HFT Diary: High Tech or Low Tech?
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- Last updated: 24/05/2019
As the start of the 2019 HFT season gets ever nearer, it may be time to firstly remind ourselves of the different shooter classes which exist, to give everyone a fairer chance of success. The UKAHFT National Series awards trophies as follows:
Top 5 shooters from the winning Club Team
Several elements are required in order to compete at the highest level in HFT, and they all need to come together for that much sought after place on the rostrum. Whilst some shooters are just happy to be out in a countryside environment, free from the stresses and strains of work, a smaller band of competitors are intent on jostling for position, trying to gain any small advantage, and enjoying the tussle for silverware at the top.
For a perfect example of the former group, I always remember taking David, an old-school friend of mine to a competition, and noting his comments. Free from any connection and pre-conceived ideas about shooting, his observations were enlightening; namely that time spent out on the target course seemed to free the mind of any worry and day to day stress. Concentration took over and a determination to try and get the pellet through the kill zone was, for the duration of the match, all that seemed to matter, but the location and setting also played a big part. That shoot was admittedly set out through glorious rolling hills around a rather picturesque valley, which helped. But there’s been many occasions over my years of competing, where, lying on a target lane (or sitting when it was FT), when you find your concentration lapses, and the sheer pleasure of just being in such a nice environment, bathed in sunshine, suddenly hits home.
Fall into the latter group, and focus might be a little tighter; and that’s where we come back to those elements previously mentioned. Skill in the shooting arts, as in trigger control, breathing etc., all need to have been well honed and in place, but fitness also comes into the equation. Look at some of the top exponents in Hunter Field Target at the moment, creeping through the rankings, and there’s no doubt that the youth element, (let’s face it, we were all natural athletes at the age of 20 or so) is an advantage.
It is stating the obvious but possessing the necessary skill and fitness levels all stands for nothing, if we opt for a rifle that simply isn’t up to the job. With an increased number of small kill zones, right down to 15mm, any prospective rifle needs to be blisteringly accurate and consistent, and the shooter needs the skill to get the best out of it. Which means careful consideration, to make the right choice.
So, the question is, do you go for an all-out match grade rifle, or keep it simple? Top choices in the former group would have to include such models as the Air Arms FTP900, Steyr LG100 Challenge, Anschutz 9015, and RAW TM1000. This class of rifle will include a match stock configuration with adjustable elements such as the butt and cheek piece, but also, in the case of the Steyr and Anschutz, an adjustable pistol grip. Many shooters consider this level of refinement a pre-requisite to success, but others take a more simplistic approach. What is vital and has to be top of the list for success, is an action that will print ragged tight group right out to our maximum of 45 yards and not all airguns are up to this specialist discipline after all.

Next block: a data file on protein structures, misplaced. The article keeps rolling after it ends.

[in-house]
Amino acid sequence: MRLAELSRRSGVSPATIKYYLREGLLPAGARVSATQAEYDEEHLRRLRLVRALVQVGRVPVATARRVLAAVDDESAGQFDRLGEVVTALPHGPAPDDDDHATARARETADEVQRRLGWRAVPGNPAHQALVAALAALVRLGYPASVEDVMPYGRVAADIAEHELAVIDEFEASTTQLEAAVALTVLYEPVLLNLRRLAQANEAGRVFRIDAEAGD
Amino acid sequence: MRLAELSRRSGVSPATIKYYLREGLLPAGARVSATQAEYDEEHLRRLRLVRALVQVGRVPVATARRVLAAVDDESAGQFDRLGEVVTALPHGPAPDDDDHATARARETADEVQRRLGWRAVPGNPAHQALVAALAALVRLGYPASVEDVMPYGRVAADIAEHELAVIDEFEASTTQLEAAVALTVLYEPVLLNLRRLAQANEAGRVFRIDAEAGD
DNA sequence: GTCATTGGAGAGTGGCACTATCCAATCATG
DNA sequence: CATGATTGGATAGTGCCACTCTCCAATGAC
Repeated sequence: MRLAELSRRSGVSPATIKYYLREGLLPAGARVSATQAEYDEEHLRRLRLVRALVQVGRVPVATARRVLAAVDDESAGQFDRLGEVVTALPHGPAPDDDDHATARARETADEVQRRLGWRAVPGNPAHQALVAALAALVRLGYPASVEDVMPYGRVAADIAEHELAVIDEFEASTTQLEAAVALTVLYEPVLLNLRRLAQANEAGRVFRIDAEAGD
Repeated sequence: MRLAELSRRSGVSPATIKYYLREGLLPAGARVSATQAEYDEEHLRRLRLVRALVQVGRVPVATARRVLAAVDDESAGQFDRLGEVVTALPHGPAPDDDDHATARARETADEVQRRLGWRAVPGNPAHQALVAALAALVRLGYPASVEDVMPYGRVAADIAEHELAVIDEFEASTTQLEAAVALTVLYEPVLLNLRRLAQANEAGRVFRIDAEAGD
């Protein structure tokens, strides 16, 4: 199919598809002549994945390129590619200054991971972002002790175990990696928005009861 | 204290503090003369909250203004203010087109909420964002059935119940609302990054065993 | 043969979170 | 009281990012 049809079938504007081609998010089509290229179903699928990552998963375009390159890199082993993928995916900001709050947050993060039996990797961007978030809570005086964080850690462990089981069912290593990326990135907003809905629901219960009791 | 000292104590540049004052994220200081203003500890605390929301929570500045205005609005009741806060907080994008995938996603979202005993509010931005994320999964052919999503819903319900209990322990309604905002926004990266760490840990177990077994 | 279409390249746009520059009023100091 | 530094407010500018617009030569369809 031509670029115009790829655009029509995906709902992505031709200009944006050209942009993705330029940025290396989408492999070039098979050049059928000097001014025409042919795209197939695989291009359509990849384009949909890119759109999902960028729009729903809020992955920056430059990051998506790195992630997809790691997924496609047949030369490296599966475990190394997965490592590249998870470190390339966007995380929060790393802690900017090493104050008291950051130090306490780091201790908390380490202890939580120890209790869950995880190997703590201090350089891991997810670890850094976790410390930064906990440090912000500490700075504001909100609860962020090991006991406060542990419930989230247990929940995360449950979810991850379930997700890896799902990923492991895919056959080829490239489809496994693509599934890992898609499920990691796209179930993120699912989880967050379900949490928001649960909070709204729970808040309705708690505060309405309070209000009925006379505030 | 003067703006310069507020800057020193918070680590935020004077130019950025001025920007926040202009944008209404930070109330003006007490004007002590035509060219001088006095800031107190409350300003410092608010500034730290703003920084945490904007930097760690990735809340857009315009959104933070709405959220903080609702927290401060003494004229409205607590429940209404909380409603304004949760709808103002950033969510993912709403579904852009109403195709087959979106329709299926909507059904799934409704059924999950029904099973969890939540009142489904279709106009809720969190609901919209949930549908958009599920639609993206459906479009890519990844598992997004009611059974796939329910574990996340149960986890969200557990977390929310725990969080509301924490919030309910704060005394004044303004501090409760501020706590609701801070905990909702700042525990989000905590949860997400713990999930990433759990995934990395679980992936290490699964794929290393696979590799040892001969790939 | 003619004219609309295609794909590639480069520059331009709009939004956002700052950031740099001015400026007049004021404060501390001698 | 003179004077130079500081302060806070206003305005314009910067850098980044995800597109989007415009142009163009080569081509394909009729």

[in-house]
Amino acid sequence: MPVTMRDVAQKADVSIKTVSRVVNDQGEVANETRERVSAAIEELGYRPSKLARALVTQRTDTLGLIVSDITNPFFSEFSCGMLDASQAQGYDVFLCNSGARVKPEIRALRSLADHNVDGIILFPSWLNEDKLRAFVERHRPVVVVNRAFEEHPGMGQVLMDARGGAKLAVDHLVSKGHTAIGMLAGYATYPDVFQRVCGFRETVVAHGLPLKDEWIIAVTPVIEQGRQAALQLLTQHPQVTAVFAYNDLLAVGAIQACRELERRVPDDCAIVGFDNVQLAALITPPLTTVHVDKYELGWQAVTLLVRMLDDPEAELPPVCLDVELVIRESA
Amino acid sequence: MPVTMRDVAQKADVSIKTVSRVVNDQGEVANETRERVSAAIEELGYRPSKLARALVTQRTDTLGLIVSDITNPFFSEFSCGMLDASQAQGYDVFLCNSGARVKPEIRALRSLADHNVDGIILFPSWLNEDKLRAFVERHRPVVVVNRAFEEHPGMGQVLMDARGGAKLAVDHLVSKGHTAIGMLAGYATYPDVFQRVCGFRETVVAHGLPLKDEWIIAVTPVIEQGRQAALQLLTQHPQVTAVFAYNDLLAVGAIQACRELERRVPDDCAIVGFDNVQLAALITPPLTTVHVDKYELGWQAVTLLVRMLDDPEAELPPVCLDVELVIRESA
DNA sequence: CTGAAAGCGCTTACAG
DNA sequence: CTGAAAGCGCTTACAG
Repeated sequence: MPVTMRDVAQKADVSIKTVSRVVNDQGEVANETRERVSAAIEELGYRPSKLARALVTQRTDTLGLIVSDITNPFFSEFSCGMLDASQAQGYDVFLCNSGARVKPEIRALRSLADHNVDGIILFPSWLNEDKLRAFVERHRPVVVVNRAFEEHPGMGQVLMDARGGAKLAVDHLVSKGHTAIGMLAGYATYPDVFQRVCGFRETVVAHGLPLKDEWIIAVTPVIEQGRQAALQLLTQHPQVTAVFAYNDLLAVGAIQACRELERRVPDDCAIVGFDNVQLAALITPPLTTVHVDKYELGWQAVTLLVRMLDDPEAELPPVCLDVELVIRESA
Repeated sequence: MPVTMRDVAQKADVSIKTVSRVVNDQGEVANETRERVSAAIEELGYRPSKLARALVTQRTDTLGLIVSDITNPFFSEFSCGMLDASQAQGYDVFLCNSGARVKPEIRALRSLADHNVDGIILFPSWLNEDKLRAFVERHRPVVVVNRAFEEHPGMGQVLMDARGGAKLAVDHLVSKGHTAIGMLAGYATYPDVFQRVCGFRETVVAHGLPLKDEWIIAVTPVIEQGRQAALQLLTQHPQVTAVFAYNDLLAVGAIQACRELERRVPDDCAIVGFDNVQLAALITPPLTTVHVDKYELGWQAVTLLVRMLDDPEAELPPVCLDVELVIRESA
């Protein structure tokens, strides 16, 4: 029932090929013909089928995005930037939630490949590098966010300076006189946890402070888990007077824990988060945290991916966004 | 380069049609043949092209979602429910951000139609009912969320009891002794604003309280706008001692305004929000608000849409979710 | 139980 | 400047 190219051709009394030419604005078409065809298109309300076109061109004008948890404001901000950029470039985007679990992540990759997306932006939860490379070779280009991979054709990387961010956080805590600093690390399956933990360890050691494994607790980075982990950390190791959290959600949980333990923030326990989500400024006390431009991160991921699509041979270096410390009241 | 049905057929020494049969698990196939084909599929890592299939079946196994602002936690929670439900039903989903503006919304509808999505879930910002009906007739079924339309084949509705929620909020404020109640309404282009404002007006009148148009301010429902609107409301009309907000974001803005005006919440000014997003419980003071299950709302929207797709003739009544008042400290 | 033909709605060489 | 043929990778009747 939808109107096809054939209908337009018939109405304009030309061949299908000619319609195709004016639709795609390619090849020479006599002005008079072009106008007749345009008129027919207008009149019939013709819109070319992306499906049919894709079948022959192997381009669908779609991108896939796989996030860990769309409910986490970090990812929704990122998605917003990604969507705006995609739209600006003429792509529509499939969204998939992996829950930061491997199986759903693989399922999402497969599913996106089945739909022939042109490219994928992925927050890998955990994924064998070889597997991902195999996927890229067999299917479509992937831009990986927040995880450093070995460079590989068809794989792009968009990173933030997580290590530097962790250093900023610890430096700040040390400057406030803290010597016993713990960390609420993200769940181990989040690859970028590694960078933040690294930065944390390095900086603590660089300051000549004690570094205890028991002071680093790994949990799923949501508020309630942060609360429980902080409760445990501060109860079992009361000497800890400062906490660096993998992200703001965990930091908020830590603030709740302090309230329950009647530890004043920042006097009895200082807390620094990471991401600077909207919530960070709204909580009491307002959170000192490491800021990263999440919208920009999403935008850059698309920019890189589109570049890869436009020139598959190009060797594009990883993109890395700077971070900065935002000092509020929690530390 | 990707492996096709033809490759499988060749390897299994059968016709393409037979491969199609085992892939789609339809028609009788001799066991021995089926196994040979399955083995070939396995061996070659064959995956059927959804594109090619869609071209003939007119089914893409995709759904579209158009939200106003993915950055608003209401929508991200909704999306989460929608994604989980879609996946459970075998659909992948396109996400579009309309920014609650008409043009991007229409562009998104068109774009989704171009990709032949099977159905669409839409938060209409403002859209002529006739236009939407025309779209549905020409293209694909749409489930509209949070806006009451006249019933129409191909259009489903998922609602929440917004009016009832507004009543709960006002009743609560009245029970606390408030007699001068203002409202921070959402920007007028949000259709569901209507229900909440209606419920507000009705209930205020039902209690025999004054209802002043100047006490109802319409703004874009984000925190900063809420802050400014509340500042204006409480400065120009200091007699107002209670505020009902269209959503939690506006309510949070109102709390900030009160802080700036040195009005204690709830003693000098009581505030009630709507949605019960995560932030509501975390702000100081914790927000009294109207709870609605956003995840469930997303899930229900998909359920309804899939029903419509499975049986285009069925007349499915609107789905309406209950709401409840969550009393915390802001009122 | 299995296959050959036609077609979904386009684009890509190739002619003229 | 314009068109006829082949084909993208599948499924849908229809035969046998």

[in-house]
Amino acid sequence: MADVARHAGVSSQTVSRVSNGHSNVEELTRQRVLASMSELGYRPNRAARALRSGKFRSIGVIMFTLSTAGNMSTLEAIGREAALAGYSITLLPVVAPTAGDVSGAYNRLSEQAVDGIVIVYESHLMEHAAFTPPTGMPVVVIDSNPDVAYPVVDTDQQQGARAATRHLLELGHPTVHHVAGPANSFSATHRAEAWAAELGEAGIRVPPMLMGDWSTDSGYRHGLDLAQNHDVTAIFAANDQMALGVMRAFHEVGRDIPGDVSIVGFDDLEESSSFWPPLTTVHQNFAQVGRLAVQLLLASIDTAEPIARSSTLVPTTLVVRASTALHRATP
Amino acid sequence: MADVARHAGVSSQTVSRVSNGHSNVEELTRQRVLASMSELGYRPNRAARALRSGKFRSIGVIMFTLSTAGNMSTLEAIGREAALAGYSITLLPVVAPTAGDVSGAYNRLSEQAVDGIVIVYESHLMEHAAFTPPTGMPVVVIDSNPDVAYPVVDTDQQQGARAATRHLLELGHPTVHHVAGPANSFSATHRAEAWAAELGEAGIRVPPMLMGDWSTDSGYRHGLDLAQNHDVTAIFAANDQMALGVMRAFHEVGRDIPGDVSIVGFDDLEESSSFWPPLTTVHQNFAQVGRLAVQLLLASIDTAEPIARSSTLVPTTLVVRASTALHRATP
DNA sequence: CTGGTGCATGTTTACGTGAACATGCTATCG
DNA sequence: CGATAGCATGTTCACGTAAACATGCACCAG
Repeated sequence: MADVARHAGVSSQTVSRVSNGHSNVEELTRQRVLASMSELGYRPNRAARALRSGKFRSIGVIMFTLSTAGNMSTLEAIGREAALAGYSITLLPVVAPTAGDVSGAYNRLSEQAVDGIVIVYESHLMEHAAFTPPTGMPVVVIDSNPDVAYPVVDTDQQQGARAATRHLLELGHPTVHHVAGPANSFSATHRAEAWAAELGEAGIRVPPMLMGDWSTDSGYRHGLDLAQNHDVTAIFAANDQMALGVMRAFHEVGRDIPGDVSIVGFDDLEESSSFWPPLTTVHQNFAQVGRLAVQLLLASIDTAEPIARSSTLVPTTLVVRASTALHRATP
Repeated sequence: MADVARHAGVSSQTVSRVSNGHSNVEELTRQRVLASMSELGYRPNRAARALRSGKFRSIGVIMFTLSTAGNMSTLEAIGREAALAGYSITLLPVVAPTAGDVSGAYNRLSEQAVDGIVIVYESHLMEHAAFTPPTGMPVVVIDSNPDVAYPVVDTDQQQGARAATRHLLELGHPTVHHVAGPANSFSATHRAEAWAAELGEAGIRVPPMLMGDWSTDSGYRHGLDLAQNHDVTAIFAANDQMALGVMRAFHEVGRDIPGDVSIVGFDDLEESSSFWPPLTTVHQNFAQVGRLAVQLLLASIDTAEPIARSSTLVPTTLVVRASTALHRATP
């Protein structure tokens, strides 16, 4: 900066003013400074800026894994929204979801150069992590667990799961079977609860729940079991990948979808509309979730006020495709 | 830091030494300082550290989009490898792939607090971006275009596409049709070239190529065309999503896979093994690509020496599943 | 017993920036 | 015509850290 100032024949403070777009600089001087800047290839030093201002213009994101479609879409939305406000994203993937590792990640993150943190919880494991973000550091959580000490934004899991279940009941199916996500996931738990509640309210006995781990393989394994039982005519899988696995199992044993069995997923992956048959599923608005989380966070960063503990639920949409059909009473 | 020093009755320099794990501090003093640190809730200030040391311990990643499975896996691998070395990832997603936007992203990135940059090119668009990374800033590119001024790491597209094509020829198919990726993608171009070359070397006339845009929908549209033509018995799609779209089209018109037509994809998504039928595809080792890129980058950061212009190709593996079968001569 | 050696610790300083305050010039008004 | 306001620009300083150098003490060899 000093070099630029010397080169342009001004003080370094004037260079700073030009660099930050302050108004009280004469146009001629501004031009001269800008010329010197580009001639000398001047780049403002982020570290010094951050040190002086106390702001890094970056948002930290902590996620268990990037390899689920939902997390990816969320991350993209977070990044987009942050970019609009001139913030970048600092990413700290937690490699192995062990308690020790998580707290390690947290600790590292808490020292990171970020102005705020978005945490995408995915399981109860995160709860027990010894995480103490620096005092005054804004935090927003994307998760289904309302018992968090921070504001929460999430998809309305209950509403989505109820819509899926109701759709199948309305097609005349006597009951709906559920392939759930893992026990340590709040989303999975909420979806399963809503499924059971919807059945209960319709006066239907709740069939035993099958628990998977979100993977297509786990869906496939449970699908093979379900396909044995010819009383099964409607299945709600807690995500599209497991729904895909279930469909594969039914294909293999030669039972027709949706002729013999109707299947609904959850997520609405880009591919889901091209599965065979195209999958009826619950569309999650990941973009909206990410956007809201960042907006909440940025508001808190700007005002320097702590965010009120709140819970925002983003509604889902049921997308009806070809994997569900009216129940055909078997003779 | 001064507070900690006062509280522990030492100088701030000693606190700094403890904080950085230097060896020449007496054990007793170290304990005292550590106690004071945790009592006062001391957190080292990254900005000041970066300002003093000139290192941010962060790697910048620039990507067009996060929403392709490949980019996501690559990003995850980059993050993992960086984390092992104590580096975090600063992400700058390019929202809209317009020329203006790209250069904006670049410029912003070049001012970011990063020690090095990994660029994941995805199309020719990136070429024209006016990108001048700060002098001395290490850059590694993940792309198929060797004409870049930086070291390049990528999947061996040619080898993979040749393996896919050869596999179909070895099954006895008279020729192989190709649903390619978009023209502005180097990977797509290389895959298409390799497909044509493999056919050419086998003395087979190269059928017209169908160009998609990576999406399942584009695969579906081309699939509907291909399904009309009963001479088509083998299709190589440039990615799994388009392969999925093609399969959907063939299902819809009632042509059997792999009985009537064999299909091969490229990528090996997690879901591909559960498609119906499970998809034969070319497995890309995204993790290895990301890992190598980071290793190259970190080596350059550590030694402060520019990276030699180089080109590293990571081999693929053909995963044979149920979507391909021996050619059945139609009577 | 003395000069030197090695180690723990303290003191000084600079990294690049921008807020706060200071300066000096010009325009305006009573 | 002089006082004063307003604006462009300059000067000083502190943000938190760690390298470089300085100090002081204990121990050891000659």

Opt for a lower price bracket, and a more simplistic approach, then models such as the ubiquitous Air Arms S400, FX Streamline, Weihrauch HW100, and BSA Scorpion are just some of the serious contenders up for consideration. But if you are looking to invest, perhaps in your first rifle to get into the sport, get down to the local club and try as many models as possible, before parting with any cash. What suits one shooter, may just not be for you, so don’t think that by splashing out on a match special, that it will be automatic, guaranteed success; just do some homework, and enjoy the journey.
A recent glance at the shooter entry list for the 2019 World HFT Championships to be held at Weston Park in Shropshire, showed just 40 places left out of 360, and they may have gone by the time this article hits the news stand. But it does show just how popular the sport of HFT has become. Exciting times for sure
UKAHFT World HFT Championship- Midland Game Fair, Weston Park, Shropshire, 14th& 15th September 2019
HFT Masters World HFT Championships, Kalety, Poland, 22nd & 23rd June 2019
The European Hunter Field Target Championships 2019 will be held on Saturday 4 and Sunday 5 May 2019, at La Ferme du Chateau, in Grupont in Belgium. For pre-booking application forms and downloads regarding established UKAHFT events (where bookings are possible), and all the latest information on anything connected with Hunter Field Target shooting, take a look at the following websites: https://sites.google.com/site/ukahft/ and www.shooting-the-breeze.com https:// sites.google.com/site/whfta1/
HFT Masters have been developing their website at www.hftmasters.net so it should be confirmed soon. They also use www. facebook.com/hftmasters/ . For details of their own World Championship, check out www.whfto.com.
April 14th Lea Valley, Herts
May12th Northern Shooting Show, Harrogate
June 9th Cloybank, Scotland
July 28th Emley Moor, Yorkshire
August 11th Wendover, Bucks
September 22nd Cambridge
Round 1 28th April Misfits
Round 2 19th May Cambridge
Round 3 22nd June Rivington Rifles, nr Bolton
Round 4 23rd June Rivington Rifles
Round 5 20th July Maldon (M.A.D.), Essex
Round 6 21st July Maldon (M.A.D.), Essex
Round 7 17th Aug Furnace Mill, Shropshire
Round 8 18th Aug Nomads, Shropshire
Round 9 20th Oct Quarry, South Wales